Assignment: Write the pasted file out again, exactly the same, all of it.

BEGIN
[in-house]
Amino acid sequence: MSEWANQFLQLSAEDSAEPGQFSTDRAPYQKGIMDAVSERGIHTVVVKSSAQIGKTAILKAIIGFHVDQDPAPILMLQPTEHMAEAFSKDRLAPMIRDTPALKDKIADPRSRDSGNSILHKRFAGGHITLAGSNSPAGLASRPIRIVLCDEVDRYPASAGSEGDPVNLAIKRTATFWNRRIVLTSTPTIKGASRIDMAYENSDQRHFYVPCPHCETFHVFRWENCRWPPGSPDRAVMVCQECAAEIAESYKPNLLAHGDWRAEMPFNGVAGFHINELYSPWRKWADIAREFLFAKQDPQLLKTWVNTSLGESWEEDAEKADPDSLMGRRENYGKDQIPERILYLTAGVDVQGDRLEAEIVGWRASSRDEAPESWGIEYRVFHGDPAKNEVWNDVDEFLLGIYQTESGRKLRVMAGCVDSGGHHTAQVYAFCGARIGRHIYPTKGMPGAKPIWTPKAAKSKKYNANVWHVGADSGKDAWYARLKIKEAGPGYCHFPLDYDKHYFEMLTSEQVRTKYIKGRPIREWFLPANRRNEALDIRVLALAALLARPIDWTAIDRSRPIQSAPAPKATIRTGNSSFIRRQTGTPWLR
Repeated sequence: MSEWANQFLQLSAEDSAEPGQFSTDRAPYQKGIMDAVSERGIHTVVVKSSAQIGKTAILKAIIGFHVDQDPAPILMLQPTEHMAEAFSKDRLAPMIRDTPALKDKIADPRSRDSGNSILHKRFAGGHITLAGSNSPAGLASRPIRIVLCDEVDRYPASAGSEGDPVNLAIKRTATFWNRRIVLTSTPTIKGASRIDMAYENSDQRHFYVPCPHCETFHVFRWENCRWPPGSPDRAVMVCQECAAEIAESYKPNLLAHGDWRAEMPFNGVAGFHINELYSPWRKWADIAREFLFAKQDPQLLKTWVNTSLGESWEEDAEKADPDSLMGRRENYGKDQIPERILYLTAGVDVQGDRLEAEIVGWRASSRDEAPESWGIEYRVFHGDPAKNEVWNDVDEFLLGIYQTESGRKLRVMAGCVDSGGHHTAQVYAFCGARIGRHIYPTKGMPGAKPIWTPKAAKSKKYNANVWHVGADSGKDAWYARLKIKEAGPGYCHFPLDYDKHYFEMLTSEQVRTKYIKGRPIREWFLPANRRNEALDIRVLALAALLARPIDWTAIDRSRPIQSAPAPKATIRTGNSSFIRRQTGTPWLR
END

[in-house]
Amino acid sequence: MSEWANQFLQLSAEDSAEPGQFSTDRAPYQKGIMDAVSERGIHTVVVKSSAQIGKTAILKAIIGFHVDQDPAPILMLQPTEHMAEAFSKDRLAPMIRDTPALKDKIADPRSRDSGNSILHKRFAGGHITLAGSNSPAGLASRPIRIVLCDEVDRYPASAGSEGDPVNLAIKRTATFWNRRIVLTSTPTIKGASRIDMAYENSDQRHFYVPCPHCETFHVFRWENCRWPPGSPDRAVMVCQECAAEIAESYKPNLLAHGDWRAEMPFNGVAGFHINELYSPWRKWADIAREFLFAKQDPQLLKTWVNTSLGESWEEDAEKADPDSLMGRRENYGKDQIPERILYLTAGVDVQGDRLEAEIVGWRASSRDEAPESWGIEYRVFHGDPAKNEVWNDVDEFLLGIYQTESGRKLRVMAGCVDSGGHHTAQVYAFCGARIGRHIYPTKGMPGAKPIWTPKAAKSKKYNANVWHVGADSGKDAWYARLKIKEAGPGYCHFPLDYDKHYFEMLTSEQVRTKYIKGRPIREWFLPANRRNEALDIRVLALAALLARPIDWTAIDRSRPIQSAPAPKATIRTGNSSFIRRQTGTPWLR
Repeated sequence: MSEWANQFLQLSAEDSAEPGQFSTDRAPYQKGIMDAVSERGIHTVVVKSSAQIGKTAILKAIIGFHVDQDPAPILMLQPTEHMAEAFSKDRLAPMIRDTPALKDKIADPRSRDSGNSILHKRFAGGHITLAGSNSPAGLASRPIRIVLCDEVDRYPASAGSEGDPVNLAIKRTATFWNRRIVLTSTPTIKGASRIDMAYENSDQRHFYVPCPHCETFHVFRWENCRWPPGSPDRAVMVCQECAAEIAESYKPNLLAHGDWRAEMPFNGVAGFHINELYSPWRKWADIAREFLFAKQDPQLLKTWVNTSLGESWEEDAEKADPDSLMGRRENYGKDQIPERILYLTAGVDVQGDRLEAEIVGWRASSRDEAPESWGIEYRVFHGDPAKNEVWNDVDEFLLGIYQTESGRKLRVMAGCVDSGGHHTAQVYAFCGARIGRHIYPTKGMPGAKPIWTPKAAKSKKYNANVWHVGADSGKDAWYARLKIKEAGPGYCHFPLDYDKHYFEMLTSEQVRTKYIKGRPIREWFLPANRRNEALDIRVLALAALLARPIDWTAIDRSRPIQSAPAPKATIRTGNSSFIRRQTGTPWLR